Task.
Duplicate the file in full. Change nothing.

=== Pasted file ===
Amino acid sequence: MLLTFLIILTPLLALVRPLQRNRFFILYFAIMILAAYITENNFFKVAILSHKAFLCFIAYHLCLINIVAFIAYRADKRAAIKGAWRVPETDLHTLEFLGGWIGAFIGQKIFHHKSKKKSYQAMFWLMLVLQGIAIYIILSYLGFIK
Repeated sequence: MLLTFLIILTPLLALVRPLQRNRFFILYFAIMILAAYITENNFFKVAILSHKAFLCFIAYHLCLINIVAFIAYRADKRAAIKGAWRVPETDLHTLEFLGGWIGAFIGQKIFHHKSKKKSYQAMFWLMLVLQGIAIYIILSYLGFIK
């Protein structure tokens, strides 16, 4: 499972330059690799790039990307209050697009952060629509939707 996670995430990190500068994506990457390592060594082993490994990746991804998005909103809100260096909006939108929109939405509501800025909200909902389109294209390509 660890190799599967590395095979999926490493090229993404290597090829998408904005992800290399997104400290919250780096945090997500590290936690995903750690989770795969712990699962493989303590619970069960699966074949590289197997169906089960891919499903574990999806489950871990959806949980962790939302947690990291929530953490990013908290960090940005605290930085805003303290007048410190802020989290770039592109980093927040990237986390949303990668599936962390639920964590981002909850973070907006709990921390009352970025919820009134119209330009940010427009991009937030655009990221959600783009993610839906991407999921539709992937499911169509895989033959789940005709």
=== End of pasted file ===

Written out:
Amino acid sequence: MLLTFLIILTPLLALVRPLQRNRFFILYFAIMILAAYITENNFFKVAILSHKAFLCFIAYHLCLINIVAFIAYRADKRAAIKGAWRVPETDLHTLEFLGGWIGAFIGQKIFHHKSKKKSYQAMFWLMLVLQGIAIYIILSYLGFIK
Repeated sequence: MLLTFLIILTPLLALVRPLQRNRFFILYFAIMILAAYITENNFFKVAILSHKAFLCFIAYHLCLINIVAFIAYRADKRAAIKGAWRVPETDLHTLEFLGGWIGAFIGQKIFHHKSKKKSYQAMFWLMLVLQGIAIYIILSYLGFIK
């Protein structure tokens, strides 16, 4: 499972330059690799790039990307209050697009952060629509939707 996670995430990190500068994506990457390592060594082993490994990746991804998005909103809100260096909006939108929109939405509501800025909200909902389109294209390509 660890190799599967590395095979999926490493090229993404290597090829998408904005992800290399997104400290919250780096945090997500590290936690995903750690989770795969712990699962493989303590619970069960699966074949590289197997169906089960891919499903574990999806489950871990959806949980962790939302947690990291929530953490990013908290960090940005605290930085805003303290007048410190802020989290770039592109980093927040990237986390949303990668599936962390639920964590981002909850973070907006709990921390009352970025919820009134119209330009940010427009991009937030655009990221959600783009993610839906991407999921539709992937499911169509895989033959789940005709």